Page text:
French police have been trying to get a suspected gunman to surrender, after he apparently changed his mind about turning himself in. The 24-year-old has confessed to killing the Jewish children and the paratrooper in Toulouse. Explosions have been reported near the apartment. NPR's Eleanor Beardsley tells host Robert Siegel the latest developments.
For the first time, the U.S. Supreme Court has ruled that defendants have a constitutional right to effective assistance of counsel in plea bargains. In a 5-4 decision Wednesday, the court went further, declaring that when a lawyer acts unethically or gives clearly wrong advice, the defendant may be entitled to a second chance at accepting a plea offer.
Originally published on Wed March 21, 2012 8:44 pm
ROBERT SIEGEL, HOST:
We don't know how common the experience of Robert Collins was but in the age of social media, perhaps it was inevitable. Mr. Collins was a corrections officer in Maryland. He took a leave of absence after his mother died, and then reapplied for his job. And he had to go through a security interview.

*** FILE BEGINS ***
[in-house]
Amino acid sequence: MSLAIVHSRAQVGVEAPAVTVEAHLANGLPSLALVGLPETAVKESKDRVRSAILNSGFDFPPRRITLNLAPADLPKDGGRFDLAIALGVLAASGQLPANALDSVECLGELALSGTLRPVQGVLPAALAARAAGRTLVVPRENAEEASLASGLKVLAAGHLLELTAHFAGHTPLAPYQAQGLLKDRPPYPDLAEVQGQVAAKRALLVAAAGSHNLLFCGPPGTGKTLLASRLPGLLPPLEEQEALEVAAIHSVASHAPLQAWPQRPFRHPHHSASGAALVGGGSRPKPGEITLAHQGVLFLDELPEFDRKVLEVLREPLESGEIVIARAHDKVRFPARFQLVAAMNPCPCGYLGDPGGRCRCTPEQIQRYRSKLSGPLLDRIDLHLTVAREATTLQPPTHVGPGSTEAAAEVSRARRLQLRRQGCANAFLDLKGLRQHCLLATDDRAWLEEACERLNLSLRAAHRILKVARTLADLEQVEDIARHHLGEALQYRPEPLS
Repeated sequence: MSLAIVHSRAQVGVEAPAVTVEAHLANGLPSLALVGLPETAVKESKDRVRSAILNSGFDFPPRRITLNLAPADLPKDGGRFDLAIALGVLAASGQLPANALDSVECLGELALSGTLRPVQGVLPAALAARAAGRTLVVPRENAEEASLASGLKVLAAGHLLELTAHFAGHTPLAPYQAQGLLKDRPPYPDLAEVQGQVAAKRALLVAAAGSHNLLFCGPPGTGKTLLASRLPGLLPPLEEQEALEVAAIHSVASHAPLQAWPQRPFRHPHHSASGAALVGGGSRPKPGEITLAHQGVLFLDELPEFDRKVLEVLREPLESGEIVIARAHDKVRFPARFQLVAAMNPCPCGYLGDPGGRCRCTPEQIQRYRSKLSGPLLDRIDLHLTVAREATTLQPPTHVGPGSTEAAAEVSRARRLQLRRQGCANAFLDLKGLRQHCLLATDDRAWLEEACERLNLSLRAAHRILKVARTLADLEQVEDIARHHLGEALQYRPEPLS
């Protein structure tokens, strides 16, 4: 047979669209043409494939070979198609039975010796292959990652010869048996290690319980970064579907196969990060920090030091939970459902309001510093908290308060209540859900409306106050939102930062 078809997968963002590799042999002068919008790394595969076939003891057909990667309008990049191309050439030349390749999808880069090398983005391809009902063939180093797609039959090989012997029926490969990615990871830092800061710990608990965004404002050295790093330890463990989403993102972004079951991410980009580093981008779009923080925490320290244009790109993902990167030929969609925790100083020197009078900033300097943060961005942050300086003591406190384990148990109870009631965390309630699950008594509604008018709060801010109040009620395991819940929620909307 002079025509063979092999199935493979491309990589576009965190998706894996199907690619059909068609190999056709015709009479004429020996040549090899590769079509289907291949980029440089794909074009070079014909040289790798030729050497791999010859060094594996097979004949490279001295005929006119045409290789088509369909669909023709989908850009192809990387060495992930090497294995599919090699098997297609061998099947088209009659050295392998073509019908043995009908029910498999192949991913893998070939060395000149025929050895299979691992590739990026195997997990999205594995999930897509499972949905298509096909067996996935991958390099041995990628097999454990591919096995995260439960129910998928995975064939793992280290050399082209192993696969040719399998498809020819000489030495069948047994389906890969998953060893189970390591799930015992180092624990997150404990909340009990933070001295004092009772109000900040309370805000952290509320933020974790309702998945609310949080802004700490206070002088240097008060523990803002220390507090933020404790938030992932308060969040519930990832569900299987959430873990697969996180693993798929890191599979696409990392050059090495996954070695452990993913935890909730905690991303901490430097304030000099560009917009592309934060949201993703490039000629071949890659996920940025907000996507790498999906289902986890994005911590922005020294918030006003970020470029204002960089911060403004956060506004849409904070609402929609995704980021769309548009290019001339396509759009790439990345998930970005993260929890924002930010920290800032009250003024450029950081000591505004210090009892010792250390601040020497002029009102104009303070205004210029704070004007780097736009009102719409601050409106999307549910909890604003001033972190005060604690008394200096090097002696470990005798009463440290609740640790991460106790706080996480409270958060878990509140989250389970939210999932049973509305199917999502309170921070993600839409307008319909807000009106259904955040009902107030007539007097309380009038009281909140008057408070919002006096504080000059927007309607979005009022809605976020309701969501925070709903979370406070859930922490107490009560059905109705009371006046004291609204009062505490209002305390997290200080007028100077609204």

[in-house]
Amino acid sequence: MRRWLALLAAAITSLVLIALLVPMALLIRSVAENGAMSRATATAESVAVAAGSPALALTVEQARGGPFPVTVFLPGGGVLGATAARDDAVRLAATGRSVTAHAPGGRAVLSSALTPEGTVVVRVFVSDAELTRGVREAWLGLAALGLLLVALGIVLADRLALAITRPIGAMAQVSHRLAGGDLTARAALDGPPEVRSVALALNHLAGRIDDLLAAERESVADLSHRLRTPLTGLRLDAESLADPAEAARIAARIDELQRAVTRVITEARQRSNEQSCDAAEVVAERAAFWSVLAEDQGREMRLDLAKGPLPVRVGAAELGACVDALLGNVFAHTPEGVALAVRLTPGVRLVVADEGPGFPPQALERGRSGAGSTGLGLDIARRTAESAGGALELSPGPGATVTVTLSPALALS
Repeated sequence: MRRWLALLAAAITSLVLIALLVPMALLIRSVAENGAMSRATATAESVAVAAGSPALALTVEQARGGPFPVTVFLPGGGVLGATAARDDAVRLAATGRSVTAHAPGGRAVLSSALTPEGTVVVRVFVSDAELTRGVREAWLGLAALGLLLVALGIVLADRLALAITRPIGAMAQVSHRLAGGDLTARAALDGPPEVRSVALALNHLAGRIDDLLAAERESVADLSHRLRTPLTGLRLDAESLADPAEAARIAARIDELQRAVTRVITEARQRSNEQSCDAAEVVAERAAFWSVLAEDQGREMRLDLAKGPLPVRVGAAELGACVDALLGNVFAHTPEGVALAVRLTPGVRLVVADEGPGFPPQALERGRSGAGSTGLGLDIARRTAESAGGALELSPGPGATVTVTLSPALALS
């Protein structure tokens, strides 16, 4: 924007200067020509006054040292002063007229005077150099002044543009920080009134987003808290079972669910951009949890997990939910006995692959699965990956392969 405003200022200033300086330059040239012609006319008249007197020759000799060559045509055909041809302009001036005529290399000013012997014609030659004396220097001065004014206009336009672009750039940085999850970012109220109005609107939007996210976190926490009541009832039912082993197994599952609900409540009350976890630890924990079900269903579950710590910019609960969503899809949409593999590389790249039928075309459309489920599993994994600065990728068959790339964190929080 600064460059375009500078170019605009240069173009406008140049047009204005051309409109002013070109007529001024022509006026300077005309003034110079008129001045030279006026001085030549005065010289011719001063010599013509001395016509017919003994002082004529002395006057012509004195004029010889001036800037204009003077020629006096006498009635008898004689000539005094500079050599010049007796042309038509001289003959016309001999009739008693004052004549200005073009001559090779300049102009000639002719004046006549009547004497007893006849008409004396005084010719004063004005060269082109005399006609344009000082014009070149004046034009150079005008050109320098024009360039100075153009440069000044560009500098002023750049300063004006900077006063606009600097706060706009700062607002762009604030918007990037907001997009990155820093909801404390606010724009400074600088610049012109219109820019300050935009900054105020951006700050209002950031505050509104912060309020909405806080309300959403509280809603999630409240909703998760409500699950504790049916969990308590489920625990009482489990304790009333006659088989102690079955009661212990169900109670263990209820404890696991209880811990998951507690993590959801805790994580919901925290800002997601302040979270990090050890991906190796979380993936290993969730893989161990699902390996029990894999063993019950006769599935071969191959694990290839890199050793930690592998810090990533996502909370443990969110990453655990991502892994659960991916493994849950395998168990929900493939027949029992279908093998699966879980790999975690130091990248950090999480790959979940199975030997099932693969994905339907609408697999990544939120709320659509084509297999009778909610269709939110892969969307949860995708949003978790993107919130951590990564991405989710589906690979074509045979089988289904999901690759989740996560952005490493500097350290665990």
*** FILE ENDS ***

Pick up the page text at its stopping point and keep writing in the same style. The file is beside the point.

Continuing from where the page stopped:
During the interview, Mr. Collins was asked a question that he had never been asked before during the process. He was asked for his Facebook username and password. Robert Collins joins us from Towson, Maryland. Welcome to the program.
The U.S. Supreme Court heard arguments Tuesday in two murder cases testing whether it is unconstitutionally cruel and unusual punishment to sentence a 14-year-old to life in prison without the possibility of parole. There are currently 79 people serving such life terms for crimes committed when they were 14 or younger.
Seventy years ago, in the middle of World War II, a couple of hundred miles north of Toulouse, Claude Lanzmann was a high school student — and an assimilated French Jew. Every day he faced the risk of arrest.
When Lanzmann was a teenager, both he and his father independently joined the Communist Resistance. He writes about that in his newly translated memoir, The Patagonian Hare.